We knew risks exist with any sport. They'd all seemed worth it. But at that moment, as I held Zach's limp hand and searched his face for the slightest flicker of life, I realized I didn't know anything at all.
I should have been there on the sidelines. Guilt came as an unbidden distraction.
While Zach was lying on the football field, Tammy and I stood with our youngest — Soren — at the back of an auditorium filled with college students. None of the hundreds of smiling, laughing, chatty students seemed in a hurry to leave when the first citywide meeting of the year ended. The walls vibrated like a stadium after a victorious homecoming football game, as if Harvard had just beaten Yale. Close friends who had spent the summer on different coasts spotted each other across the room and screamed like revelers in a mosh pit at a rock concert.
I had been caught up in the celebration and reunions until I felt a tug on my sleeve in the middle of a conversation. A Harvard student — Julia — anded me her phone. I might have been irritated by her impatience if it hadn't been for the look of anguish on her face.
I held her phone to my ear and heard panic in Nate's voice, our middle son. He was supposed to be at the meeting with us, but he'd begged to stay home that night.
"Dad, why aren't you answering your phone?" Nate's words tumbled out as if pouring through a fissure in a dam. "I've been trying to reach you. Zach's hurt." His voice hitched. "Coaches have been calling. Parents of other players are calling. Now the hospital is calling!"
Drama came second nature to Nate. I hesitated to indulge him without knowing the details.
It wasn't the first time we'd received a phone call that one of our four children had been injured. Nate had broken his arm five times. We'd deal with it. Inconvenient, but parenting is rarely convenient. In the moment, I briefly hoped whatever had happened wouldn't be serious enough to make Zach miss that week's game. He was tough. He'd played hurt before.
But I'd pressed the borrowed phone to one ear and covered the other with my hand while I made my way out of the noisy auditorium.
"He collapsed during the scrimmage," Nate said.
"They're taking him to the hospital. In a helicopter!" His voice wavered again. "Dad, they said they need your permission to perform emergency brain surgery."
What? No. Kids get broken bones and twisted ankles. Not emergency brain surgery.
Minutes later, after I'd rounded up Tammy and Soren, we were in the car darting in and out of traffic on Massachusetts Avenue. The three of us arrived, breathless, at the door of the emergency room. We left Soren with a band of five speechless, stoic, obviously troubled football coaches so Tammy and I could get to Zach.
Now she and I stood on opposite sides of the gurney. I couldn't read what was going on in her mind. And I couldn't process what was going on in mine, much less Zach's. Come on, buddy. Open your eyes. Say something. Say anything.
I struggled to square the energetic young man I knew with the unmoving, unresponsive son lying in front of me.
"We're here, Zach."
Tammy's head was bowed. She rocked side to side as she had when she'd held Zach and our other children as newborns. Same Zach. That one.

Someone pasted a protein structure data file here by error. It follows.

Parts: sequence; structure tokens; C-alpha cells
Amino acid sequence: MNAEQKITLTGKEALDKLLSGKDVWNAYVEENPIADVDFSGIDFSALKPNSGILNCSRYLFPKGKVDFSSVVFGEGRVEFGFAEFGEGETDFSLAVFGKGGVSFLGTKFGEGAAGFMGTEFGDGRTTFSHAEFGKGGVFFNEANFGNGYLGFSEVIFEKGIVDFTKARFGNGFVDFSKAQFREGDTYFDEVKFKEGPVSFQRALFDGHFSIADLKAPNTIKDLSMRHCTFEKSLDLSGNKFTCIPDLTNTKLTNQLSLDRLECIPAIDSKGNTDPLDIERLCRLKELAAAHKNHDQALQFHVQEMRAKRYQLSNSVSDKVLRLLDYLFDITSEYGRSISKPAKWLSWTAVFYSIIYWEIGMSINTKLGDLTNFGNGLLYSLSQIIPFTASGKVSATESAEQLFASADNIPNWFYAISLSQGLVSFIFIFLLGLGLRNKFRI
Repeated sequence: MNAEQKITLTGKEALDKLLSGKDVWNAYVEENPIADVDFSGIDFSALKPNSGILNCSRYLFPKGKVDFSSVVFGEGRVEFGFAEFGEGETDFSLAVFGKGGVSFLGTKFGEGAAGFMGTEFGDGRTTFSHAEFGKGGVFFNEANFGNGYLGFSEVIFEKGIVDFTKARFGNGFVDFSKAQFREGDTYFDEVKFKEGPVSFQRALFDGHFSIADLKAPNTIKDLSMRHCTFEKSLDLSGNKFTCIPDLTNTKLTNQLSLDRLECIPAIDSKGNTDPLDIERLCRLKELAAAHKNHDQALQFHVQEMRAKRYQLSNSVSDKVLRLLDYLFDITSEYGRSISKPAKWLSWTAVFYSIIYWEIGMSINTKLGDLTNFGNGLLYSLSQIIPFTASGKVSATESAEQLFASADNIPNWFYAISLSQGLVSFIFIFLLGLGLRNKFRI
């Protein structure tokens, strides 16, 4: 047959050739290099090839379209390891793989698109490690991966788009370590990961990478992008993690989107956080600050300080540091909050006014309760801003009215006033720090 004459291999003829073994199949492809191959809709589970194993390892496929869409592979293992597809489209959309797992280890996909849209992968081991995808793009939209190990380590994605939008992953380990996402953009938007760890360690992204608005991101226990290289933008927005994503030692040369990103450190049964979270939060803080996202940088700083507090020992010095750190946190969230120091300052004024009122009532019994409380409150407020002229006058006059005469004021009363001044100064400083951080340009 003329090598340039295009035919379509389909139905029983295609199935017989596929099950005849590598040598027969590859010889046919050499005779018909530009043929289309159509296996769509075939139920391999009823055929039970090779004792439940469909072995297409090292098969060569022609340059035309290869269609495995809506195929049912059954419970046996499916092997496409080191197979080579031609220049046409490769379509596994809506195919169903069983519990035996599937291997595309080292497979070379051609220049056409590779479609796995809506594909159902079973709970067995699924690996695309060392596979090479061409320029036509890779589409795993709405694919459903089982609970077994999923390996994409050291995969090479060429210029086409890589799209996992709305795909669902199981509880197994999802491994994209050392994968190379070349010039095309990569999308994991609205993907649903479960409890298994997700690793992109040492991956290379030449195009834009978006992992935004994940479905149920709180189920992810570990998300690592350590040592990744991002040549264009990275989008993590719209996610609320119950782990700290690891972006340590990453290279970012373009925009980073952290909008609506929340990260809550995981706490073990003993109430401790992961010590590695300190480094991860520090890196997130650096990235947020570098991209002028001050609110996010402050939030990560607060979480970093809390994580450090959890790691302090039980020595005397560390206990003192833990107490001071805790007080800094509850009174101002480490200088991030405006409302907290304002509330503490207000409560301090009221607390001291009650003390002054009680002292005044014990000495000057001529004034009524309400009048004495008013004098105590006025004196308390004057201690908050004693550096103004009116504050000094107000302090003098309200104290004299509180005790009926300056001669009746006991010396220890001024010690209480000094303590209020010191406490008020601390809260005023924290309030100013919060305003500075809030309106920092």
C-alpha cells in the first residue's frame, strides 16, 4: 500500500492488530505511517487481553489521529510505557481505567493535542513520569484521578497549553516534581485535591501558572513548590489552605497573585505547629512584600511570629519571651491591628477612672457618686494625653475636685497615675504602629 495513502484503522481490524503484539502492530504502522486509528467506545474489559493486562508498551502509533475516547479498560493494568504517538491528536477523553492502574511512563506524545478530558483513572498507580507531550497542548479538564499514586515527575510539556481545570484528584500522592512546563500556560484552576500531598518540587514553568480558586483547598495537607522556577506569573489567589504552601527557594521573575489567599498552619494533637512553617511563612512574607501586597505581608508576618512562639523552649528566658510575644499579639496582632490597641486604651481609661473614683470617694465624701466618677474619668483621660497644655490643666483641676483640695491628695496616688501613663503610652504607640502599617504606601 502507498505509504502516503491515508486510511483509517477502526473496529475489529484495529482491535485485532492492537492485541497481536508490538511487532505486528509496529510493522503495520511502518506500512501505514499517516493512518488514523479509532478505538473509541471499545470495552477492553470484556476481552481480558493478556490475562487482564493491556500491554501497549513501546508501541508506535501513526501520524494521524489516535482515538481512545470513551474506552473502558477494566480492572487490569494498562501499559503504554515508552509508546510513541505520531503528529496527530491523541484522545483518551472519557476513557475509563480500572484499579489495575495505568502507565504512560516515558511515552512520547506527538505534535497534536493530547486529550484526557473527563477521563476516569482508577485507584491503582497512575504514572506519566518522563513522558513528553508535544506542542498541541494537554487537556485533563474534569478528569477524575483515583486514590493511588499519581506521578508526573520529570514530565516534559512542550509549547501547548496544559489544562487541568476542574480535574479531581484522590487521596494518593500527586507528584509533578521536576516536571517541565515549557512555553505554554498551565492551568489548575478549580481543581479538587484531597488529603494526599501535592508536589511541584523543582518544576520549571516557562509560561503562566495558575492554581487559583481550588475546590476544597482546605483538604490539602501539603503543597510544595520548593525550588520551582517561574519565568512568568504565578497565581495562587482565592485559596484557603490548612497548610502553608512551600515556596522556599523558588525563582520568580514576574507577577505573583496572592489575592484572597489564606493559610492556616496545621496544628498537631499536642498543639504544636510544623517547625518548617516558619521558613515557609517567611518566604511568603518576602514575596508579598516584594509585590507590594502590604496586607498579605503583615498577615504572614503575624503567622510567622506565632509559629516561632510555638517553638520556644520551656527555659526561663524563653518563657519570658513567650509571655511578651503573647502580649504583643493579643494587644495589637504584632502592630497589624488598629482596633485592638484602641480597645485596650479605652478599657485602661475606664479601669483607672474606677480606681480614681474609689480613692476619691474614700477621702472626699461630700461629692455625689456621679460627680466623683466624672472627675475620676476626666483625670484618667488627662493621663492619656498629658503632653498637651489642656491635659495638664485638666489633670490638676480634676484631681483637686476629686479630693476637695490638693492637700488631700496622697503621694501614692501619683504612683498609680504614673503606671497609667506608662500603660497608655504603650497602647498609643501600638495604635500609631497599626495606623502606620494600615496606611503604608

The boy whose love for the outdoors and passion for adventure emerged during his early life in rugged Montana. The son who, nine years before, had wholeheartedly embraced urban life when we moved to Boston. The boy who'd exchanged being pulled on a horse-drawn sled for hopping on the back of a UPS truck while it raced around the streets of our Boston-Cambridge neighborhood. The one who'd replaced deer hunting with tackling our temporary rodent problem using his pellet gun, on the lookout for the rat he spotted in the basement every morning when he retrieved his bike.
That same boy now lay before us, still clad in the bottom half of his football uniform, including his football cleats. Zach's eerily unmoving body mocked the boy he'd been, the one who traded riding his bike along logging trails of a national forest for weaving in, out, and over the potholes and granite curbs of Boston. That's my Zach. Tough and resilient.
Zach's steady breathing slowed my pulse. Zach was breathing. His face was blank, but peaceful — no sign of pain.
When the surgeon burst through the doors with an entourage of doctors and nurses, he brought all the pain with him.
"We need to open his skullcap and remove a blood clot to save his life," the surgeon said, mincing no words. "This can result in anything from death to full recovery or anything in between." Handing us a clipboard, he added, "Sign here."
Chilled by the cold words and emotionless delivery, we signed. We weren't invited to ask questions but probably couldn't have thought of any after a blow like that.
A nurse broke the tense residual silence left in the surgeon's wake. "You can talk to your son. He hears you."
How does she know? Tammy and I took Zach's hands, leaned over him, and breathed in the ripe-athlete smell of our first man-child. We whispered a prayer in each ear and kissed his cheeks, our faces a much-loved son apart.
Two startling clicks announced that the nurses had unlocked the wheels of his bed. They could waste no more time.
I expected Tammy would melt into my embrace when we were left alone. I hadn't expected to feel as if I wasn't strong enough to hold myself upright, much less her. Or that instead of remaining in my embrace, she'd push away too soon and head for the waiting room to console the growing crowd of the concerned.